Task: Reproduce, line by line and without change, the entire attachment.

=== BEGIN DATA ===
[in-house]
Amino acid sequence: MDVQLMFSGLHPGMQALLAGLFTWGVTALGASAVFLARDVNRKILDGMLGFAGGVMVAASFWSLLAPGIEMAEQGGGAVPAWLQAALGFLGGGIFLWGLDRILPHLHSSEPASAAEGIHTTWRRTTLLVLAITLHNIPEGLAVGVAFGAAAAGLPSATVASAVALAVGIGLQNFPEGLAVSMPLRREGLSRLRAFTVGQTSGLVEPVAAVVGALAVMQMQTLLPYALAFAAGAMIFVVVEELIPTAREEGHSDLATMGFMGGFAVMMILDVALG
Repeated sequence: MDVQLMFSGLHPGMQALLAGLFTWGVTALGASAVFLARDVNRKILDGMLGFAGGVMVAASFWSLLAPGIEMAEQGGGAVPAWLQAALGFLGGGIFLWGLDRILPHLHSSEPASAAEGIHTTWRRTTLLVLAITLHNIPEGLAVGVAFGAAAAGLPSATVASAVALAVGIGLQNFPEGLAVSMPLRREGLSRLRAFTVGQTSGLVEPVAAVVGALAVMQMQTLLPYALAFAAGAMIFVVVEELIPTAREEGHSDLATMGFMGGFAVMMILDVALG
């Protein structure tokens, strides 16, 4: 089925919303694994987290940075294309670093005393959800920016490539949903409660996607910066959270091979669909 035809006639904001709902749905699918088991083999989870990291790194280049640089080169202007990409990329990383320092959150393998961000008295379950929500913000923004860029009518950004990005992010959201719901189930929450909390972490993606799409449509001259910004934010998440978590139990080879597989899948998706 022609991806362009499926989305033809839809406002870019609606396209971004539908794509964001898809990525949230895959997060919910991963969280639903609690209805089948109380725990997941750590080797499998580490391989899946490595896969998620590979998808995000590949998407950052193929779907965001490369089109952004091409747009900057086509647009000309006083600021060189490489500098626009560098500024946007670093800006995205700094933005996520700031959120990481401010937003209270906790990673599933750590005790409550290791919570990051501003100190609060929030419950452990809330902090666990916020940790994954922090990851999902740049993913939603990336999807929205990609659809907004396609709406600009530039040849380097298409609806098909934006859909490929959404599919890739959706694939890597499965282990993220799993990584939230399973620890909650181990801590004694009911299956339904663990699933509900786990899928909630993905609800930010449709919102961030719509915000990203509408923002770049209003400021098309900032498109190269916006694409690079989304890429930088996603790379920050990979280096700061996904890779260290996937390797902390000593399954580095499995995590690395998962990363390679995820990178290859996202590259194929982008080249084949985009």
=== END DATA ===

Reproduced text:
[in-house]
Amino acid sequence: MDVQLMFSGLHPGMQALLAGLFTWGVTALGASAVFLARDVNRKILDGMLGFAGGVMVAASFWSLLAPGIEMAEQGGGAVPAWLQAALGFLGGGIFLWGLDRILPHLHSSEPASAAEGIHTTWRRTTLLVLAITLHNIPEGLAVGVAFGAAAAGLPSATVASAVALAVGIGLQNFPEGLAVSMPLRREGLSRLRAFTVGQTSGLVEPVAAVVGALAVMQMQTLLPYALAFAAGAMIFVVVEELIPTAREEGHSDLATMGFMGGFAVMMILDVALG
Repeated sequence: MDVQLMFSGLHPGMQALLAGLFTWGVTALGASAVFLARDVNRKILDGMLGFAGGVMVAASFWSLLAPGIEMAEQGGGAVPAWLQAALGFLGGGIFLWGLDRILPHLHSSEPASAAEGIHTTWRRTTLLVLAITLHNIPEGLAVGVAFGAAAAGLPSATVASAVALAVGIGLQNFPEGLAVSMPLRREGLSRLRAFTVGQTSGLVEPVAAVVGALAVMQMQTLLPYALAFAAGAMIFVVVEELIPTAREEGHSDLATMGFMGGFAVMMILDVALG
């Protein structure tokens, strides 16, 4: 089925919303694994987290940075294309670093005393959800920016490539949903409660996607910066959270091979669909 035809006639904001709902749905699918088991083999989870990291790194280049640089080169202007990409990329990383320092959150393998961000008295379950929500913000923004860029009518950004990005992010959201719901189930929450909390972490993606799409449509001259910004934010998440978590139990080879597989899948998706 022609991806362009499926989305033809839809406002870019609606396209971004539908794509964001898809990525949230895959997060919910991963969280639903609690209805089948109380725990997941750590080797499998580490391989899946490595896969998620590979998808995000590949998407950052193929779907965001490369089109952004091409747009900057086509647009000309006083600021060189490489500098626009560098500024946007670093800006995205700094933005996520700031959120990481401010937003209270906790990673599933750590005790409550290791919570990051501003100190609060929030419950452990809330902090666990916020940790994954922090990851999902740049993913939603990336999807929205990609659809907004396609709406600009530039040849380097298409609806098909934006859909490929959404599919890739959706694939890597499965282990993220799993990584939230399973620890909650181990801590004694009911299956339904663990699933509900786990899928909630993905609800930010449709919102961030719509915000990203509408923002770049209003400021098309900032498109190269916006694409690079989304890429930088996603790379920050990979280096700061996904890779260290996937390797902390000593399954580095499995995590690395998962990363390679995820990178290859996202590259194929982008080249084949985009």